Viral respiratory infection in people with obesity – A review

Mohammad Ali Saghiri, Chun Kai Tang


This review article focused on a statistical analysis of the obesity population’s viral infection rate and compared the effects from different viral respiratory infections, such as abnormal immune responses and hyperglycemia in the population with obesity. Obesity has become more prevalent in developed countries while still less in developing countries. People with obesity have higher adipose fat accumulation underneath the organ membrane and in-between tissues, which can lead to abnormal organ function and respiratory difficulties. Respiratory problems can exist in people with obesity that usually related to hypertension and dyslipidemia. Meanwhile, obesity downregulates many immune and metabolic responses in the body. Viruses like H1N1, SARS-CoV, and SARS-CoV-2 have pathological damages in the lung shared in common, in which a higher severity was observed in people with obesity. The review was done by an online article search from PubMed, Google Scholar, and NEMJ database to allocate potential case studies and review articles of our keyword criteria. The initial article search layout 206 articles related to obesity, respiratory, and virus in human studies carried out from 2000 to 2020. Further analysis has shown that 15 articles pointed out a clear relationship between obesity and viral infection. Influenza, MERS, and SARS coronaviruses reported a significantly higher infection rate in the population with obesity condition. However, there were inconsistent results regarding the relationship between obesity and pneumonia, in which pneumonia was observed in most viral respiratory infections. Comparing pathological evidence from obesity and SARS viral infections, both share in common on hyperglycemia and increase of ACE engagement, whether it is to increase blood pressure or increase virus entry. Obesity condition itself makes consequent treatments even more difficult. In suggestion, there is a need to conduct further extensive clinical studies on the people with obesity that are COVID-19 positive.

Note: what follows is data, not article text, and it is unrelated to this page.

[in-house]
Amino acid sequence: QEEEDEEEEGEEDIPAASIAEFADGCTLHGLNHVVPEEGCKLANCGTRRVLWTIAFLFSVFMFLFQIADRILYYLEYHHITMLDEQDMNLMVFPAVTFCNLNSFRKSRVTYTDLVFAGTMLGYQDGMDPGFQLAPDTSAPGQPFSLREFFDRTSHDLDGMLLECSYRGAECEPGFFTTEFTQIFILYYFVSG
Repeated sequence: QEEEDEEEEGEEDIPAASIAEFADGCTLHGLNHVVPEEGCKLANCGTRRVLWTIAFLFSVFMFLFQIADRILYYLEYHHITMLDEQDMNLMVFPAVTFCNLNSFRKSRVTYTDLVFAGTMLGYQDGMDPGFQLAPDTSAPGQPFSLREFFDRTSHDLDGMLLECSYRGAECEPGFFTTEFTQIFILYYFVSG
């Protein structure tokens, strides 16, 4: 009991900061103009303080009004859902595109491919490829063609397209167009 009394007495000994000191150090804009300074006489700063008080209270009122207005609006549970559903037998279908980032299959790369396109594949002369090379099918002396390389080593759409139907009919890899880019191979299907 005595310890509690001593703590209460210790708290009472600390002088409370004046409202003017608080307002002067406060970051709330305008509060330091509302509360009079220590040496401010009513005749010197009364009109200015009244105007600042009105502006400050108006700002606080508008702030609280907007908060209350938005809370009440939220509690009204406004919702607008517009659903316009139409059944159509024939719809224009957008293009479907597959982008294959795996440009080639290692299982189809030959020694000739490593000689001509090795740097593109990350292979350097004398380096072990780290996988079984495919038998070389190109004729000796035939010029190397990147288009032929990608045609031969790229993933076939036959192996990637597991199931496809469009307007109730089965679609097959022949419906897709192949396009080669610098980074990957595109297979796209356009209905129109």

Influenza, Obesity, Respiratory, SARS, Virus

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